Encryption and hashing for Laravel developers: Part 1 - Symmetric Encryption

Hey all. Before I dive in, I would like to start by saying I am by no means a cryptography expert and my knowledge on this topic is very limited. I'm not presenting myself as highly skilled at cryptography and should not be giving advice on anything cryptography related. It's also important to note that you should never try to build your own encryption or hashing algorithms, but rather use battle-tested algorithms, because people smarter than you and me have come up with these. Now let's get into the today's topic!

You may know that this blog is mostly related to Laravel stuff (for now 😉). My second to last post, however, was 2 years ago. Since then, I've grown as an engineer and developer. I've broaden my knowledge in computer science and programming. That's why I want to dive into some cooler stuff, like queues, Laravel Horizon, encryption, template engine and try to demystify all of that to average Laravel developer or anyone who wants to learn more.

Today I'll start with encryption and hashing. I'll be covering what these mean, what are the differences, how secure they are, when to use each, the ideas behind them, maybe a bit of math and the actual implementation in Laravel. I know every single Laravel developer has at least once encountered hashing through the Hash facade, or the bcrypt helper — when creating a user and hashing the password. But do you know what that does? How secure is that? Even though they sound very similar (they both hide a message behind some cryptic, weird, coded message), they are not interchangeable, meaning you cannot use hashing on places where you would use encryption. So what are the differences? I'll go over these topics in several articles in this mini-series to help you understand each of them.

Today, I'll start with encryption. We'll describe what encryption is, the types of the encryption and start with symmetric encryption. In the next article, we'll take a look at the asymmetric encryption.


Essentially, the idea behind encryption is securely sending a message through the unsecure communication channel by applying cryptographic algorithms -- encryption and decryption. The core algorithm is that we take our message m (called plaintext), use some encryption key e, apply encryption algorithm on it c = E(m, e) and get a message c (called ciphertext). We send that ciphertext through the unsecure channel to some user. User can use the decryption key d and the decryption algorithm m = D(c, d) to create an original plaintext out of the ciphertext.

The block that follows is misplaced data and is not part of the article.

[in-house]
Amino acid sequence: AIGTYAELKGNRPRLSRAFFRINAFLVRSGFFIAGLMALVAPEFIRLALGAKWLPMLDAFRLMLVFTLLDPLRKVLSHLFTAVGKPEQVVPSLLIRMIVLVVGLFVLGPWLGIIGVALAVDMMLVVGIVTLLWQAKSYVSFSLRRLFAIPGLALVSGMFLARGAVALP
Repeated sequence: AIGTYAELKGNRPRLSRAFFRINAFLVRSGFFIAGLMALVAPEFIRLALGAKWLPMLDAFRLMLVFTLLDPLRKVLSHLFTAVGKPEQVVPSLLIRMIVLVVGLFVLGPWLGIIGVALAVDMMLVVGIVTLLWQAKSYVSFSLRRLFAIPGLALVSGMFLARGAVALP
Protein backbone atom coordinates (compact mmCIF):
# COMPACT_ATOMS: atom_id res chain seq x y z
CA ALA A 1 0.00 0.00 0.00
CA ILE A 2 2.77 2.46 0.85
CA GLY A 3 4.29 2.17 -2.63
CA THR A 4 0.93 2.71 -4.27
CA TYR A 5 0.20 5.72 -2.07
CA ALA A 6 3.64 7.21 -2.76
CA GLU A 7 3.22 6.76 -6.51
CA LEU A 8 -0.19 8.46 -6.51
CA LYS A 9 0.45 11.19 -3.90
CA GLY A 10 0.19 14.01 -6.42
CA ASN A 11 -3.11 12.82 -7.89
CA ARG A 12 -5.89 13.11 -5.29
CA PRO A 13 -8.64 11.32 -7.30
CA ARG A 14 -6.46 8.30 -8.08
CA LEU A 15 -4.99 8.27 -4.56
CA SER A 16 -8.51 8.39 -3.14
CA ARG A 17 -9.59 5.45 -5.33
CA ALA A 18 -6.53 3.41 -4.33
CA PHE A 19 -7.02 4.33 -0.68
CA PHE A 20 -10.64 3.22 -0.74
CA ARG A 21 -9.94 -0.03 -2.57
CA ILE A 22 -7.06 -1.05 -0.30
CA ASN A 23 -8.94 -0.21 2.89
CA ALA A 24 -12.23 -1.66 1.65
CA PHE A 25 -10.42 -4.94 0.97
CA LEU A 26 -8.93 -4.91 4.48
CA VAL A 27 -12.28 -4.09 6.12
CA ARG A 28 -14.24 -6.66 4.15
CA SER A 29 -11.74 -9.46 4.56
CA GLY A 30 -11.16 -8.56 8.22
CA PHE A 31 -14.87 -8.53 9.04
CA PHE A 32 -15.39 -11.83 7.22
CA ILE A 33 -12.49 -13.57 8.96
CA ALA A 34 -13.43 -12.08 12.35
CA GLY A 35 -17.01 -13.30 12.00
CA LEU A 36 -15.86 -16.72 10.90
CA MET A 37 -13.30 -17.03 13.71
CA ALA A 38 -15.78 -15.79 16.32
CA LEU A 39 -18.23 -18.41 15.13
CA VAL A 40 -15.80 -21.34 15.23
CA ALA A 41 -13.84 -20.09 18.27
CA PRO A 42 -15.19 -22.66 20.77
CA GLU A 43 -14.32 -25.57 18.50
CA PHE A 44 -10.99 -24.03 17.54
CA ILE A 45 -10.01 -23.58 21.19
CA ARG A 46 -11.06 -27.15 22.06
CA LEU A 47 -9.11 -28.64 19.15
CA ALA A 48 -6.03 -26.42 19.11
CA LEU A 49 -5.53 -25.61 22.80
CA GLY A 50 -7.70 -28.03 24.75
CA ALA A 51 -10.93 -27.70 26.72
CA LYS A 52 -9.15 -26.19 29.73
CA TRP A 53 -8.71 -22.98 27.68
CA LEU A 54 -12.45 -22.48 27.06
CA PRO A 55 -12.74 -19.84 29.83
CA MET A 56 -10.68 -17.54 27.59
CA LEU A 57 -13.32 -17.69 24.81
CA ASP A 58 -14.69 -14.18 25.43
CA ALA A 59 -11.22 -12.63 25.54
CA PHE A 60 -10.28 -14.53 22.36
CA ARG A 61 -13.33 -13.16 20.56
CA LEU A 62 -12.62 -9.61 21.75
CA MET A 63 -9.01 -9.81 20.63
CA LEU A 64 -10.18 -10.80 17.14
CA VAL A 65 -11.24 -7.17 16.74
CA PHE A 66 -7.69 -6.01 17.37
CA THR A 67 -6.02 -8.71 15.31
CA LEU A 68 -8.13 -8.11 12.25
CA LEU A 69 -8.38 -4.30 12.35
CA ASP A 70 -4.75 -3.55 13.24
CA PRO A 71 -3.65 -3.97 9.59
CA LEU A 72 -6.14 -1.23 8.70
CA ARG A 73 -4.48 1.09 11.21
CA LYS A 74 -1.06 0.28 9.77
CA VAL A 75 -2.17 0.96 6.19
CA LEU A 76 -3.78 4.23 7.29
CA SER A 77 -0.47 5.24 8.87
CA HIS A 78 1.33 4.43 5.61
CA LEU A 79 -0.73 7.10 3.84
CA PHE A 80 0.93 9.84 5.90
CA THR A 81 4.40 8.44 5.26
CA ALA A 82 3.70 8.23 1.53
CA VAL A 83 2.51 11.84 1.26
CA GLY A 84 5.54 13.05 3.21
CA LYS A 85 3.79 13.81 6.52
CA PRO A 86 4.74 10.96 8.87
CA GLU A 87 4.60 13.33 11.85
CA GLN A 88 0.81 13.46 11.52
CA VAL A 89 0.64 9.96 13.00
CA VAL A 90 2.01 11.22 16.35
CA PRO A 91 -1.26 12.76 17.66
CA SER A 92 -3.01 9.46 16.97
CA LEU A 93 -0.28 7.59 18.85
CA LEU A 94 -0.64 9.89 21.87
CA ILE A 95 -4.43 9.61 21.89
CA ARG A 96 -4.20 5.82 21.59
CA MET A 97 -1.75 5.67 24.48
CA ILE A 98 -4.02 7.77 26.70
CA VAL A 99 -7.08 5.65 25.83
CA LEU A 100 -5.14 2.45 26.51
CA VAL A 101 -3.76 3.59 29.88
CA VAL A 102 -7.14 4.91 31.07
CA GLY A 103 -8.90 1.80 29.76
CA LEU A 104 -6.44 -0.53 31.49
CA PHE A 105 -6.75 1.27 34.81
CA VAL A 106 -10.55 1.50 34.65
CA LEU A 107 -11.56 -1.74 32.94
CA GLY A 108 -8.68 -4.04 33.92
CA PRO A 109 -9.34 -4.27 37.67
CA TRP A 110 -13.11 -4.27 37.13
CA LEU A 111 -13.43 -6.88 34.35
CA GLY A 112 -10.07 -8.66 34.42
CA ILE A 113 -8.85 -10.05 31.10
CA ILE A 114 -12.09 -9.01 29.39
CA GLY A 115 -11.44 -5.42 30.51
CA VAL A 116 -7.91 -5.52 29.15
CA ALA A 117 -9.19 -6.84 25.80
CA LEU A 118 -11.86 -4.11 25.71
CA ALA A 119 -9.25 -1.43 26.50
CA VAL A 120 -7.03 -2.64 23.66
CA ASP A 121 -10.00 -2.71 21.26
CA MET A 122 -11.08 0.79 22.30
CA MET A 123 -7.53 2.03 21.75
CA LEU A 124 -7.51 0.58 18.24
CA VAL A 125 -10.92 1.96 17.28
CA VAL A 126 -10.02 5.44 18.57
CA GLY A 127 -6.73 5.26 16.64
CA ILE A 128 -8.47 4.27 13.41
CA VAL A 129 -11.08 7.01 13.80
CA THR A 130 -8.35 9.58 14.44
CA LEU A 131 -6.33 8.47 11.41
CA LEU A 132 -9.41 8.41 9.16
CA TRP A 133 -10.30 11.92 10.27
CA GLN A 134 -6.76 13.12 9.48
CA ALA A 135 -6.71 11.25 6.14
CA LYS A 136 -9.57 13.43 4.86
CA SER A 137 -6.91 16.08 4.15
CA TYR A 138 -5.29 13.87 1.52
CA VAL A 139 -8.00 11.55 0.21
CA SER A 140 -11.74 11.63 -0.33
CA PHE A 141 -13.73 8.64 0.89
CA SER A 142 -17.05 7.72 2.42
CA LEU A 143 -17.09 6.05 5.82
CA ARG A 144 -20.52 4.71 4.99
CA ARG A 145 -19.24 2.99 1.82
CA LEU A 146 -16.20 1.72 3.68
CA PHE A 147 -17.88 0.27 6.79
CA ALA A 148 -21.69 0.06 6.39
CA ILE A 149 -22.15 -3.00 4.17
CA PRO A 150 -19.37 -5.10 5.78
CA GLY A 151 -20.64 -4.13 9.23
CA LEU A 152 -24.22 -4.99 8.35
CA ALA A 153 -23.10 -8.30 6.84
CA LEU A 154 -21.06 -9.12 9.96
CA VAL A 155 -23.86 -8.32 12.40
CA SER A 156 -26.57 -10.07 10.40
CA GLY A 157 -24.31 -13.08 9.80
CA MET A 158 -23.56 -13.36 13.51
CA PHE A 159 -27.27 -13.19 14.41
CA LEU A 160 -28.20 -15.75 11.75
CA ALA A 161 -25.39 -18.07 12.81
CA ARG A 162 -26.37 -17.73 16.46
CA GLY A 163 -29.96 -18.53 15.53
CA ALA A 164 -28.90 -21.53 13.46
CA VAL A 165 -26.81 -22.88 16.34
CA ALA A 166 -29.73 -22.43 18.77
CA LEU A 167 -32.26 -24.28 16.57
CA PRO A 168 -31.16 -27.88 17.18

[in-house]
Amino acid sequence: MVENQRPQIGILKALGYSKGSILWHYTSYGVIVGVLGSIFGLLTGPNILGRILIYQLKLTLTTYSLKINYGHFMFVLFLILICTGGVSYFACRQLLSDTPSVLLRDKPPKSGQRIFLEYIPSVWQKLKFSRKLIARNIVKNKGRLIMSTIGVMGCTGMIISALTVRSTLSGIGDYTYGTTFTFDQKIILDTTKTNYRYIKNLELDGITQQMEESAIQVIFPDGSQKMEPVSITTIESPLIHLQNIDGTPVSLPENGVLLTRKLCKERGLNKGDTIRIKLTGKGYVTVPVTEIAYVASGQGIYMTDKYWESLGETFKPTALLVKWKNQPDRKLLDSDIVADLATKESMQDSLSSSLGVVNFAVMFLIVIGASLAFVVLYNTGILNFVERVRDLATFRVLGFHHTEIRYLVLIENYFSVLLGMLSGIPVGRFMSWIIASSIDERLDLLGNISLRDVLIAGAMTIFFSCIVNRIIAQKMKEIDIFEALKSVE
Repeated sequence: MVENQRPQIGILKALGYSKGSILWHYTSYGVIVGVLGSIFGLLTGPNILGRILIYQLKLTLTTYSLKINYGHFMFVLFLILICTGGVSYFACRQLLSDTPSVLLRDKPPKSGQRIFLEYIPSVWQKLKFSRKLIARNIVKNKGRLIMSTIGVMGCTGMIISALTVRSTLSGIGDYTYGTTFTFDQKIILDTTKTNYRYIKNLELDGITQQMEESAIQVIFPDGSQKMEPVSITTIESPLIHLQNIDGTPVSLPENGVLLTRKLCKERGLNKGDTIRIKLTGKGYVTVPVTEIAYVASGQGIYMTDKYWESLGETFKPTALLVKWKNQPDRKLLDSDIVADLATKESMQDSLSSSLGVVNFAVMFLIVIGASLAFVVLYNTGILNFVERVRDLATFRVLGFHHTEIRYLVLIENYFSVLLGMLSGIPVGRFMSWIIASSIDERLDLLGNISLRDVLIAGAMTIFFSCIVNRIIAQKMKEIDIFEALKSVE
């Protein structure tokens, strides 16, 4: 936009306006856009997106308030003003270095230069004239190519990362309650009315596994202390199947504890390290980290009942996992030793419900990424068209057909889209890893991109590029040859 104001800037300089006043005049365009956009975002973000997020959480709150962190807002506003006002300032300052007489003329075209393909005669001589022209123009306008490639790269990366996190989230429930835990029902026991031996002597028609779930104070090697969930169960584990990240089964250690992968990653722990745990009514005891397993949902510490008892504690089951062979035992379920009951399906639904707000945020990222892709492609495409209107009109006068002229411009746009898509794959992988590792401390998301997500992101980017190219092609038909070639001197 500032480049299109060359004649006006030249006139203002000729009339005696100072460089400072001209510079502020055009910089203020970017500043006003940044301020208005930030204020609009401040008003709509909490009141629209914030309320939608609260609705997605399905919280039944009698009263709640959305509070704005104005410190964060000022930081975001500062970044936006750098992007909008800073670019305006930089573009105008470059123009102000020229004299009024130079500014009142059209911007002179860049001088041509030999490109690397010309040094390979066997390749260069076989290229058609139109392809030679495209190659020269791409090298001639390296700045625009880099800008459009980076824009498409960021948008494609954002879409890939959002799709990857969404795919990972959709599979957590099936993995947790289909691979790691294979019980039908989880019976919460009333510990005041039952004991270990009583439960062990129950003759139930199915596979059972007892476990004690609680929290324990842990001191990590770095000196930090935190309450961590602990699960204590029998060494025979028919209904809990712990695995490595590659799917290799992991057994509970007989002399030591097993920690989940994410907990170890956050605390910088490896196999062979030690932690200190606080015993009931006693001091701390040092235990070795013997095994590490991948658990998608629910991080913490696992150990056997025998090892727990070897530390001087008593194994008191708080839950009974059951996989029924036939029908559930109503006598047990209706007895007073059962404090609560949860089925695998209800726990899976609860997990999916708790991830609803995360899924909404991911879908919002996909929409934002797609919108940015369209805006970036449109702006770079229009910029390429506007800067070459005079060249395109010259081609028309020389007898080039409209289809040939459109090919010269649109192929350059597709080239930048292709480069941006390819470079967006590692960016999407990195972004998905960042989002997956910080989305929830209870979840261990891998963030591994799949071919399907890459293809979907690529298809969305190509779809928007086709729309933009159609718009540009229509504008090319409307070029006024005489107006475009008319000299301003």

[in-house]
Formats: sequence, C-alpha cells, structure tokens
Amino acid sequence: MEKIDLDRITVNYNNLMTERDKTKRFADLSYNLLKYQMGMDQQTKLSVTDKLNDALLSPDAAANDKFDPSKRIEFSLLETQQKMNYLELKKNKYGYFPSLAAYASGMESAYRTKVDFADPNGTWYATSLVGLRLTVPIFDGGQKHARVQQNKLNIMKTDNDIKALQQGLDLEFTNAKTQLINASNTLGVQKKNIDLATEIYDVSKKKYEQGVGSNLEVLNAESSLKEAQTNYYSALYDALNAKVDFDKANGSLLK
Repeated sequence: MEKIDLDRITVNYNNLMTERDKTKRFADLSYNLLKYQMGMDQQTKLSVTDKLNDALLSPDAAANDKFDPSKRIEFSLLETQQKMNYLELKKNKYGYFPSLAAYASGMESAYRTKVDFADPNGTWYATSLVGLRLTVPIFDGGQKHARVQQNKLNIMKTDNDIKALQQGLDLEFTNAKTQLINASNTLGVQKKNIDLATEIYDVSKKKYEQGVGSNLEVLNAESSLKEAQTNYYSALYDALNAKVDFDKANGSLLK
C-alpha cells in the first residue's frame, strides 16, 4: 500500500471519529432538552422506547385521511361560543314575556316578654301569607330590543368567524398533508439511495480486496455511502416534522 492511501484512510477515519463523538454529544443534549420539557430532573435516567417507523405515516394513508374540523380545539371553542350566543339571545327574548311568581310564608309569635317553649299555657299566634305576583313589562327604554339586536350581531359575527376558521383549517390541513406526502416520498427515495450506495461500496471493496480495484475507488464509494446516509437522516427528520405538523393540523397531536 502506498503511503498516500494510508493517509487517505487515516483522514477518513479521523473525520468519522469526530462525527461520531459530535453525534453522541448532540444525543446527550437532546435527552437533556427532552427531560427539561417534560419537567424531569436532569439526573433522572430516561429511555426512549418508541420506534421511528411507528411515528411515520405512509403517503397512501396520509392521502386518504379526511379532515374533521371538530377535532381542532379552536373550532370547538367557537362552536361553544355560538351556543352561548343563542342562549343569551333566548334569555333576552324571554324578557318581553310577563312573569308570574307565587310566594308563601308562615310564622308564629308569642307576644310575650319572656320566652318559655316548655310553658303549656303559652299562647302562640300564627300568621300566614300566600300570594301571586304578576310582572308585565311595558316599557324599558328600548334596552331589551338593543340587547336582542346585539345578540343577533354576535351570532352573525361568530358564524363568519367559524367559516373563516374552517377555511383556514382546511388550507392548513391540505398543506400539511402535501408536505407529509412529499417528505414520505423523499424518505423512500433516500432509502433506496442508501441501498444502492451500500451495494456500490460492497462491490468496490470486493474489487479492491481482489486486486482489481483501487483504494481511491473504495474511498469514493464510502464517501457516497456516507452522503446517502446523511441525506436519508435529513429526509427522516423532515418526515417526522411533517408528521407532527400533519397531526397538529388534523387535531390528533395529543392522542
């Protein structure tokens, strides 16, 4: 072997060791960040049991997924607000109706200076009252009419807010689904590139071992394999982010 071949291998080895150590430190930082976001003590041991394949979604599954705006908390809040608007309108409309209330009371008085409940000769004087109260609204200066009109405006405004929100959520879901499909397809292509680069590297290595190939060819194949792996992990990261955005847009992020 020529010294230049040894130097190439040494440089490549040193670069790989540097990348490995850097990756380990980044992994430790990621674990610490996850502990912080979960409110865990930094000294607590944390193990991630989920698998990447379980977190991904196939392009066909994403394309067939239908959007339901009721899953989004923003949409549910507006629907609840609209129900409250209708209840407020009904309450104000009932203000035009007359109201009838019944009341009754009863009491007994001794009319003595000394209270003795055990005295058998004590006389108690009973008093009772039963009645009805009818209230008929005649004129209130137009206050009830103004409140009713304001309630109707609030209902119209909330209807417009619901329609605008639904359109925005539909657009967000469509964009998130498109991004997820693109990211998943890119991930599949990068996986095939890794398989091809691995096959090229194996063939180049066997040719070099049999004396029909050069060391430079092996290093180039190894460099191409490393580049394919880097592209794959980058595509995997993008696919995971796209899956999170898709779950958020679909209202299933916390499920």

Types of Encryption

If we use the same key for encryption and decryption, e = d = K, we get the symmetric encryption. Typical symmetric encryption algorithms are AES and DES.

But if we don't use the same key for both encryption and decryption, meaning e != d (we use two different keys, called public and private key), this is called the asymmetric encryption. Typical asymmetric algorithm are RSA and Diffie-Hellman.

Both of these have their pros and cons and their use-cases. Let's start with symmetric encryption.

Symmetric Encryption

As I've already mentioned, in symmetric encryption, the exact same keys are used to both encrypt and decrypt some message. We use the encryption key to encrypt, send that message (but we never send that key) to the receiver and that receiver can use the same key to decrypt the message. For anyone intercepting the message, that ciphertext will look like bunch of random characters and will have no idea what it means.


In symmetric encryption, there is a rule known as Kerckhoff's principle. That rule dictates that a cryptographic system should be secure, even if all of the details (ciphertext), except for the key, are publicly known. Meaning, if I retrieve some encrypted data from your database, I cannot decrypt that message if I don't have your encryption key. However, it's important noting that no encryption or hashing algorithm is secure for brute force attack. Every single algorithm, both for encryption and hashing, can be cracked using brute force. Well, in theory... If we encrypt using the key with the size of 16 bytes, and the attacker has 1 billion computers, and each computer can test 1 billion keys per second, it would take the attacker 10 thousand billion years to crack. Yeah... now imagine even larger keys.

There are 2 properties of symmetric cryptography systems:

  • Diffusion — if we change just one bit in the original message (plaintext), or just one bit in the key, the ciphertext should be changed a lot (statistically at least 50% of ciphertext should be different)

  • Confusion — every bit from the ciphertext should depend on more than one bit from the key, but the connection between them should be hidden

By following these properties, we can see how properly-designed encryption algorithm can be secure. Changing just one bit in the key or the plaintext will affect a lot of bits from the ciphertext.


Laravel uses the AES-256-CBC cipher by default (which can be seen from the config/app.php). What does that mean? Well, the encryption algorithm is AES, 256 is the size of the key (32 bytes) and CBC is the mode (Cipher Block Chaining). We'll cover what each of these mean. Since AES is very widely used, we'll tackle that. It's worth noting that this notation, AES-256-CBC is not something Laravel has come up with, it's the standard notation.